Writings

Looking Forward to Monday Mornings
A series of essays on business, architecture, and the business of architecture.
Brand Assessment
by Daniel Frisch
Posted January 12th, 2020

When I first started visiting jobs as a professional, I became fascinated with the similarities from project to project and contractor to contractor. Most notably, they all used the same power tools, and not just the same tools, but identical brands. It seemed every drill was made by Makita, as were reciprocating saws (sawzalls), unless they were by Milwaukee – which were also the two brands dominating the palm sander market. What wasn’t prevalent was a Makita or Milwaukee circular saw or jig saw – I am not sure I have ever seen either one. Circular saws were by Porter Cable or DeWalt, and jig-saws were always Bosch – no others. The only decision the professional carpenter seemed to make was whether to use the Bosch D-handle version or the barrel-handle version. I observed that brands were so consistent that it was unimaginable for a company like Ryobi – which makes a great hand router –to break into one of the sub-markets for a specific tool. Apparently, price and innovation, the two great competitive equalizers, had little impact when the professional was purchasing a tool. While things are a little more fragmented today, these specific tools and brands are still very familiar and are predominant when we conduct our field inspections.

This observation about tools and brands has a perfect corollary in the world of appliances. Most major appliance manufacturers make appliances in every category, yet we rarely specify the same brand for more than a couple of appliances in a home. Wolf dominates ranges; Sub Zero is dominant in refrigeration. Wolf doesn’t make a refrigerator and Sub Zero doesn’t make a range (although they are now owned by the same parent company). Miele is the go-to for dishwashers, with Bosch running a distant second. Scotsman is a leader in ice-makers; they make nothing else. Today, Samsung, Electrolux, and LG are all battling for pole position in the clothes washing and drying market. Other brands pop up now and again, but the market share leaders in each category are well known and consistent.

I’ve always wondered if the carpenters and tradesmen knew something, and whether there was a similar basis for consistent, repetitive appliance selections; and yesterday, I learned at least part of the answer. When we built our house (2014-2015), we, like any other consumer, went to our local appliance store and picked appliances. The owner of the store was quite insistent that I choose the market-preferred Miele dishwashers. I followed his lead and we installed two in our kitchen. I don’t love them as much as we were told we would, and recently, the plastic soap dispenser broke on one of them, making me like the machines a lot less than I had hoped. Unlike the old Maytag commercials of the napping repairman (Maytags are just that reliable…), I had the opportunity to meet a real live Miele repairman.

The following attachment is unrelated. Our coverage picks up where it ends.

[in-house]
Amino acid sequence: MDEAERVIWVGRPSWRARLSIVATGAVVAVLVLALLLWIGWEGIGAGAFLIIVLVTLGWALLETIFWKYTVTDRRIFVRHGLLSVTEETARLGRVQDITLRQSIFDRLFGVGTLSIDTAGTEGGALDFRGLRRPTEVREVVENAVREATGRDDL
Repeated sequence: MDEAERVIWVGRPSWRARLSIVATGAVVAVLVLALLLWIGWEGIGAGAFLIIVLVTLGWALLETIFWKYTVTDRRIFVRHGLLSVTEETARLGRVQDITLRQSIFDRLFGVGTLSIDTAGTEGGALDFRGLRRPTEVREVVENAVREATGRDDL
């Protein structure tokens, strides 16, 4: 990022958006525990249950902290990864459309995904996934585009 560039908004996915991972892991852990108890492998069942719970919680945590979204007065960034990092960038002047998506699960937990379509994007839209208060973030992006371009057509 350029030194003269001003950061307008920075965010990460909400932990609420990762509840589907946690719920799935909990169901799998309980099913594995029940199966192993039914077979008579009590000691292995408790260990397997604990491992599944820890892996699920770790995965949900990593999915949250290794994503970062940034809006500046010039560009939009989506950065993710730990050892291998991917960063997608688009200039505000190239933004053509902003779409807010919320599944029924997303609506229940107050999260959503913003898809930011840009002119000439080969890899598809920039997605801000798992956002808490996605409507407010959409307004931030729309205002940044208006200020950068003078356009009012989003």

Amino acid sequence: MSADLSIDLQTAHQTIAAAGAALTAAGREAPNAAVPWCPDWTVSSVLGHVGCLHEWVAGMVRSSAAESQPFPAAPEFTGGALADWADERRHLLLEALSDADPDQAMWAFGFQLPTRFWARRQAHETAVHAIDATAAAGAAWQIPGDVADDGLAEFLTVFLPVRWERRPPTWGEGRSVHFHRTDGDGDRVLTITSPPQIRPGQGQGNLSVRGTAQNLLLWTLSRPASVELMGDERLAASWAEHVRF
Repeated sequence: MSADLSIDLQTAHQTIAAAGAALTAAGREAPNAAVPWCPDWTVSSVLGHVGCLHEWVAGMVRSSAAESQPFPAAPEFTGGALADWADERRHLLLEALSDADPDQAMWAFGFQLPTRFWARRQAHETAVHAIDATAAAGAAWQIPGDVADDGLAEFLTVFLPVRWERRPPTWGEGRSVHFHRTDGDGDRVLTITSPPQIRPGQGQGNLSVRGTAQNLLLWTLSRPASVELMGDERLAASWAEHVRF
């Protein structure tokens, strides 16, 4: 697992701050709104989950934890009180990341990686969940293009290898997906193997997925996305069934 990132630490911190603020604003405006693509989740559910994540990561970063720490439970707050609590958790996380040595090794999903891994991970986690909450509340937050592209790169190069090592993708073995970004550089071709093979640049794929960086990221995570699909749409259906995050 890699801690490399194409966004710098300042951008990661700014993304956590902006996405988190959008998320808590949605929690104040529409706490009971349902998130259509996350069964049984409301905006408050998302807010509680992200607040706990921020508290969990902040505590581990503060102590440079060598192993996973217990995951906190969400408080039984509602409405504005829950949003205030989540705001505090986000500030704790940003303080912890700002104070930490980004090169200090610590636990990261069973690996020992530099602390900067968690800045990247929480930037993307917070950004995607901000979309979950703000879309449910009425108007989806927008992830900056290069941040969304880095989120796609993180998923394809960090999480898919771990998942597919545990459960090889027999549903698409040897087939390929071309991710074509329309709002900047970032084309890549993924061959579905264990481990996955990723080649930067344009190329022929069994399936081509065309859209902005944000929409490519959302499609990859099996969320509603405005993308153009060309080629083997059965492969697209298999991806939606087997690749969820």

Replacing a broken soap dispenser is a straightforward proposition. Remove the outer door, a stainless door liner, and insulation; pop out the broken dispenser, install the replacement part, and reassemble. This operation took the mechanic all of fifteen minutes, even with me sitting on a stool asking questions. The mechanic was young, I am guessing twenty-five or so, but he impressed me as supremely confident and knowledgeable. As we spoke, I learned that he was a second-generation appliance repairman, that his dad owns the firm, and that he had been going out on service calls since he was little. I told him that our mutual friend and colleague, the owner of the appliance store, had insisted I buy the Miele machines, and that I continue to be unimpressed. To my surprise the young mechanic told me that he agreed with the sales pitch and set about demonstrating.

He went back out to his truck and brought back an oversized Lenovo laptop that he placed on the counter immediately above the dishwasher. Next he plugged in a small wire to the laptop and with a suction cup, attached it to the top of the door where the program readout is on the machine. After a few moments the dishwasher and laptop were speaking to one another, and the technician could now adjust the factory programmed settings on our machine to optimize performance. It turns out that every Miele dishwasher has this capability, and according to the technician, none of the competitors do. He also extolled the soundproofing of the units, stating that the Miele machines are approximately fifty pounds heavier than comparable Bosch machines. Ah voilà, there really is something to Miele’s place atop the dishwasher heap.

Before you think this is a paid advertisement for Miele, the mechanic also said that we should stay away from Miele refrigerators, one of the few appliances not manufactured directly by Miele. The industry favored Sub Zero is the way to go. So, and with only anecdotal data at my disposal, I feel we can more endorse our practice of specifying by observation and popularity, it’s no different than buying a saw.